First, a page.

UW Geography Presents: A Stice Memorial Lecture
Sensational economy? Ethics, politics and economic geographies
Roger Lee (Queen Mary, University of London)
Wednesday, May 15, 2013, 7-8:30 pm Kane Hall Room 210
Reception to follow in the Walker-Ames Room
Scholarly practices of framing may not only be restrictive and misleading but, if devoid of sentience and geography, also ignore insights into a range of influences on human understanding and practice and of political possibilities for change. Such is certainly the case with most theorizations/conceptualizations of economic practices. But can sentient dependency be reconciled with the imperative of economic sustainability across space and time? This question involves the determination in the first instance by the economic, a conception which enables a politics that is radical and open yet not divorced from economic imperatives. Such a space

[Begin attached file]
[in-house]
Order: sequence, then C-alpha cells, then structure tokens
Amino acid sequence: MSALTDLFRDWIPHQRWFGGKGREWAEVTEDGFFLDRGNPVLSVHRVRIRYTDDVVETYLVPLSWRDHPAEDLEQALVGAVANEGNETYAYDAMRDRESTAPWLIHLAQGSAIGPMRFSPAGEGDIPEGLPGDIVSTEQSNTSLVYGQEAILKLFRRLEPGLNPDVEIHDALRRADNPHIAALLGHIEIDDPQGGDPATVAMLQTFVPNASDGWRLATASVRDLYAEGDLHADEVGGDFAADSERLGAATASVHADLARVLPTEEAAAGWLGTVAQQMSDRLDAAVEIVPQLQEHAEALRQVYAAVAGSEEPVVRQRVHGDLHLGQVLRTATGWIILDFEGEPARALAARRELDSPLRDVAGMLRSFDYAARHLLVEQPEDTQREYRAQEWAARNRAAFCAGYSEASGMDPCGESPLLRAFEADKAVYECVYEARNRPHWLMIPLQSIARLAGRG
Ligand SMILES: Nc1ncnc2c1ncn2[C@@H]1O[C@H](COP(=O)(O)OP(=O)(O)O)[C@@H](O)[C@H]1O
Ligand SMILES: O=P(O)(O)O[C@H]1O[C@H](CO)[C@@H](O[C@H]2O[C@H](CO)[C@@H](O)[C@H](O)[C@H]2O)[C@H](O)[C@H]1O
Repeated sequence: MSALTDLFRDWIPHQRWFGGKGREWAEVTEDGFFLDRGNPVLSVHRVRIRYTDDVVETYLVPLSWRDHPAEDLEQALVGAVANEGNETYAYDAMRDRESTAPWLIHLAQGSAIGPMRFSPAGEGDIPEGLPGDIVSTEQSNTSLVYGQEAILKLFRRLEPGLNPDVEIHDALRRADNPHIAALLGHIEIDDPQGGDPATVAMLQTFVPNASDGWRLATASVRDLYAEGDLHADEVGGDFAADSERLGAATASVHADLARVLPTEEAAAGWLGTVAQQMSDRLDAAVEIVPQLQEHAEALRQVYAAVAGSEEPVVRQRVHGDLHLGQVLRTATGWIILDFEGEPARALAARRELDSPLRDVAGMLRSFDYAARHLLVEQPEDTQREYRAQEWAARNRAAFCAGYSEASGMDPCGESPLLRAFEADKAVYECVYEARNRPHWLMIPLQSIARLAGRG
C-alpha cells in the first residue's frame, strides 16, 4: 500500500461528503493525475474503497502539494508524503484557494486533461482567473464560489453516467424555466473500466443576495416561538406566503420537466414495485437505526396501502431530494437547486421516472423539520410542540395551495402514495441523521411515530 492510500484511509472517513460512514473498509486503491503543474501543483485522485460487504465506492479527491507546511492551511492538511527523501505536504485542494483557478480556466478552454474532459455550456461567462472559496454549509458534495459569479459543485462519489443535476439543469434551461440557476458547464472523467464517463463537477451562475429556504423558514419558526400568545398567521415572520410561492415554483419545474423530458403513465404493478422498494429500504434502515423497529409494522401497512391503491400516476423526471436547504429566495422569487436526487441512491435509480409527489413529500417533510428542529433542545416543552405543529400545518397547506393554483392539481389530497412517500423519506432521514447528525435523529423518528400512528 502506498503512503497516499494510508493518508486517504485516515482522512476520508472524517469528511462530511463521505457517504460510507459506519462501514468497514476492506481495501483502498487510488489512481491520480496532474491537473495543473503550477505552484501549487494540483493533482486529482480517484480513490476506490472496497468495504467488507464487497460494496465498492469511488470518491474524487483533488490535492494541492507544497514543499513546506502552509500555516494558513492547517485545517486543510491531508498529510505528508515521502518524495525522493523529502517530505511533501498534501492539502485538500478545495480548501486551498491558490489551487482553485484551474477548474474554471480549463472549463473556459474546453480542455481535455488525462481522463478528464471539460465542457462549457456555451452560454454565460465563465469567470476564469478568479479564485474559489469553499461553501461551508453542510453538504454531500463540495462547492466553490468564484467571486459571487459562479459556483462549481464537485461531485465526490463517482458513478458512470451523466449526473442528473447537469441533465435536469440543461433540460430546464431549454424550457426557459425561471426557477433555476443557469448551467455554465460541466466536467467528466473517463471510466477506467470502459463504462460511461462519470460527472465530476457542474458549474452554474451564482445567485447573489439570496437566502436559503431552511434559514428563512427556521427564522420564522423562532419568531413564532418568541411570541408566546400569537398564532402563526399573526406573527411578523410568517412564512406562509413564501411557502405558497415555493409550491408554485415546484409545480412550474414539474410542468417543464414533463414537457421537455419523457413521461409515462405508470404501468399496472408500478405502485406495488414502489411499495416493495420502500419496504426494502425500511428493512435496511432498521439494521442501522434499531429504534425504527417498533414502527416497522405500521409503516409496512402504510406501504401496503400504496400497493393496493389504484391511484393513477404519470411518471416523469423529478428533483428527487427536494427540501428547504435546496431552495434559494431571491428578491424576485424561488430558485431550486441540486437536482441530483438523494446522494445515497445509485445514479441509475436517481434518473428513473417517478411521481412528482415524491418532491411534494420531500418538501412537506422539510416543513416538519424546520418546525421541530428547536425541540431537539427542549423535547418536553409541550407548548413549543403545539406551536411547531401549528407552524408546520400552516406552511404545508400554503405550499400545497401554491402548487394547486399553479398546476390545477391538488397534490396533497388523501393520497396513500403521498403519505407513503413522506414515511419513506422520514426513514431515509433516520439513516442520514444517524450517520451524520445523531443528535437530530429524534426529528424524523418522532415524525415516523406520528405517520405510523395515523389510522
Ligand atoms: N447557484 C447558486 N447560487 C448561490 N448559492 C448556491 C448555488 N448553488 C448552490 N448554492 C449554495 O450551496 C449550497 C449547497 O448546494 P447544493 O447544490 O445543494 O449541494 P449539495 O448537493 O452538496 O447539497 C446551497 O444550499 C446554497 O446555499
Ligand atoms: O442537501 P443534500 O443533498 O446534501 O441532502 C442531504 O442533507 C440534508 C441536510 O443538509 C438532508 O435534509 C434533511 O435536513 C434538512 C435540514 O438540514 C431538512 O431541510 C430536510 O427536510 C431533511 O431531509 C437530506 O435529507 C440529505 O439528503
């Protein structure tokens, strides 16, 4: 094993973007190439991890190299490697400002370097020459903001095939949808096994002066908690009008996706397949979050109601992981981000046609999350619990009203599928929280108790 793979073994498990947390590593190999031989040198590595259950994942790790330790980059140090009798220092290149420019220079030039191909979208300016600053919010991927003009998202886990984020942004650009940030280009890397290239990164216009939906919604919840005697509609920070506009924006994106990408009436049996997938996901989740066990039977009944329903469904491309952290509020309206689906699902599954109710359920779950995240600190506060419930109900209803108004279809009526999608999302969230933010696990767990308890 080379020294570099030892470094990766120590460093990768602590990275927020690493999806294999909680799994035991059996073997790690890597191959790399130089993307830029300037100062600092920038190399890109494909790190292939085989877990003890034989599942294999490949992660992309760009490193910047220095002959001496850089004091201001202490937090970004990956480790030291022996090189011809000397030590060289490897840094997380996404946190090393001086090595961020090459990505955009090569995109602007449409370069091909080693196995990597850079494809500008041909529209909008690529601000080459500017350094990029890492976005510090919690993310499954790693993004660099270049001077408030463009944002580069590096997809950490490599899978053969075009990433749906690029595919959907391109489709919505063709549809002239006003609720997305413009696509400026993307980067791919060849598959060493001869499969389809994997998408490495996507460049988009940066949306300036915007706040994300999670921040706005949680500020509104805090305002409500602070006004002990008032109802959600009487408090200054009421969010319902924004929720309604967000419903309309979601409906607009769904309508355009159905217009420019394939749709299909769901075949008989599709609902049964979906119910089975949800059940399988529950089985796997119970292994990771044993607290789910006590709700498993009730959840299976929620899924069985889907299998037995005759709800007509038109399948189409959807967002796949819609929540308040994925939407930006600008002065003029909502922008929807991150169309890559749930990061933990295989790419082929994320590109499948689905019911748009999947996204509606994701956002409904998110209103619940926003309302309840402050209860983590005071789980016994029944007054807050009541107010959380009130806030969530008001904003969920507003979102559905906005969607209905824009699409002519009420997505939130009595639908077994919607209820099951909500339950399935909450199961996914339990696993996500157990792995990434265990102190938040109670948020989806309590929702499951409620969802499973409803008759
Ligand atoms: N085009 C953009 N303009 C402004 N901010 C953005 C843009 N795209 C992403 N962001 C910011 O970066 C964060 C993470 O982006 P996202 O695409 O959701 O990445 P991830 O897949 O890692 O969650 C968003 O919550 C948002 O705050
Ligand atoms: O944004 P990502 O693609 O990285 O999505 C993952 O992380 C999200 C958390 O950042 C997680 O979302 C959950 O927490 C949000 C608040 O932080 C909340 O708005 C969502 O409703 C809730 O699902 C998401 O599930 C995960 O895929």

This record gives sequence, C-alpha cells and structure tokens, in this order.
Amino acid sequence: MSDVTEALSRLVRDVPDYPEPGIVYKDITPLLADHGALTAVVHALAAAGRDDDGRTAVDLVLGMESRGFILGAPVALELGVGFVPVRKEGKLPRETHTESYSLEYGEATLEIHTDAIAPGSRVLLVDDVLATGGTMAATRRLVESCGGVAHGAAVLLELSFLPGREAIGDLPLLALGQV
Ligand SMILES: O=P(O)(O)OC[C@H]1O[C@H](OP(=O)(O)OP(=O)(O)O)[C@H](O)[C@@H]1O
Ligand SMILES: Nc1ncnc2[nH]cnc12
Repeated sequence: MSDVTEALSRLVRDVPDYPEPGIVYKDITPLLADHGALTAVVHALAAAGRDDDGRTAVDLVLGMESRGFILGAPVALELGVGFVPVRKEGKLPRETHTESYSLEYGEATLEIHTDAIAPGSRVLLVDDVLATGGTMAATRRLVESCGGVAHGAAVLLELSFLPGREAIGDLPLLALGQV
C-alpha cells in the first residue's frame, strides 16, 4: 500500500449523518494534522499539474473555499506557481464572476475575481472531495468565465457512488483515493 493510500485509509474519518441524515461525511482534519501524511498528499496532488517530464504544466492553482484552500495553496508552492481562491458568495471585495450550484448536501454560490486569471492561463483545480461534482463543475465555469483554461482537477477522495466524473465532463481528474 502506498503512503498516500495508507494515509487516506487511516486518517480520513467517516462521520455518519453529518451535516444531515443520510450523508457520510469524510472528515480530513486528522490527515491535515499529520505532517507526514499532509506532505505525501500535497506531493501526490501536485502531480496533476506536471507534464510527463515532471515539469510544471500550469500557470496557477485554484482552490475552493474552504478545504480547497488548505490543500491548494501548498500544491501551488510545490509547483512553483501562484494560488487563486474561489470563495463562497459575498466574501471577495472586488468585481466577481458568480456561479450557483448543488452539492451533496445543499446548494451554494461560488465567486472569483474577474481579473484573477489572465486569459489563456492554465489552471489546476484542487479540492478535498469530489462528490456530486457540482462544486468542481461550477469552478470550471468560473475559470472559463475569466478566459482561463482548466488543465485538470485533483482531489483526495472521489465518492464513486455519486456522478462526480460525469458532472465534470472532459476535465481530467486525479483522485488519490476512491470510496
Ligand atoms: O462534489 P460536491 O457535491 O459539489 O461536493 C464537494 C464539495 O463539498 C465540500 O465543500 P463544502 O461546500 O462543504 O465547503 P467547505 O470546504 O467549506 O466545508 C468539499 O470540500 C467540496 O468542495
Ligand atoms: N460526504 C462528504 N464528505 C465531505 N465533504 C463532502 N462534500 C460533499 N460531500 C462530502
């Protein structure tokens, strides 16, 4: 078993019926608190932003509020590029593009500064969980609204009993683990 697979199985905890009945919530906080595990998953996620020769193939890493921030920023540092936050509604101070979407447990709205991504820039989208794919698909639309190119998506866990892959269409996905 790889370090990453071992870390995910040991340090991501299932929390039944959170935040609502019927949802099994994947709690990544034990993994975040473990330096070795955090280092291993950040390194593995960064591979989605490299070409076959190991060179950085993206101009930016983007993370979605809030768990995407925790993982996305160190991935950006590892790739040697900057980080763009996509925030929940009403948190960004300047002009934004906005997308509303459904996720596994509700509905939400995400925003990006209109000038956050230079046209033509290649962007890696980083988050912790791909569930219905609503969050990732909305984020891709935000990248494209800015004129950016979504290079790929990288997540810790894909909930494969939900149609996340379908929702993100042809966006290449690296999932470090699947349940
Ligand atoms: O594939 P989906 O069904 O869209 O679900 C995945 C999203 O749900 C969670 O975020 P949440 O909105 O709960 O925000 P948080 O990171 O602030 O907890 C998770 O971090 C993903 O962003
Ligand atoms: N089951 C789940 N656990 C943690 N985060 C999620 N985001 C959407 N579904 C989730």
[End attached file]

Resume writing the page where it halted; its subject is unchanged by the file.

for a politics of value reflects the ‘ordinary economy’– the formative intersection of values and the practice of Theories of Value in the
construction of economic geographies. But the practical question remains: how to mobilize a real politics of economic change which is itself sustainable across space and through time?
Roger Lee is Emeritus Professor of Geography, Queen Mary, University of London. He is an intellectual leader in economic geography and has published extensively on topics relating to global-local ties, and informal local economic networks. In particular, his work on integrating cultural and social geography into mainstream economic geography is path-breaking and helped produce a whole new area of research in geography. He is also an extraordinarily interdisciplinary thinker and the author of numerous books that tie economic geography to emerging research themes in anthropology, sociology and cultural studies. He has served as an editor of several journals and consultant for academic publishers and governments. He is currently the chief editor of the Sage Handbook of Human Geography,
scheduled for publication in 2013.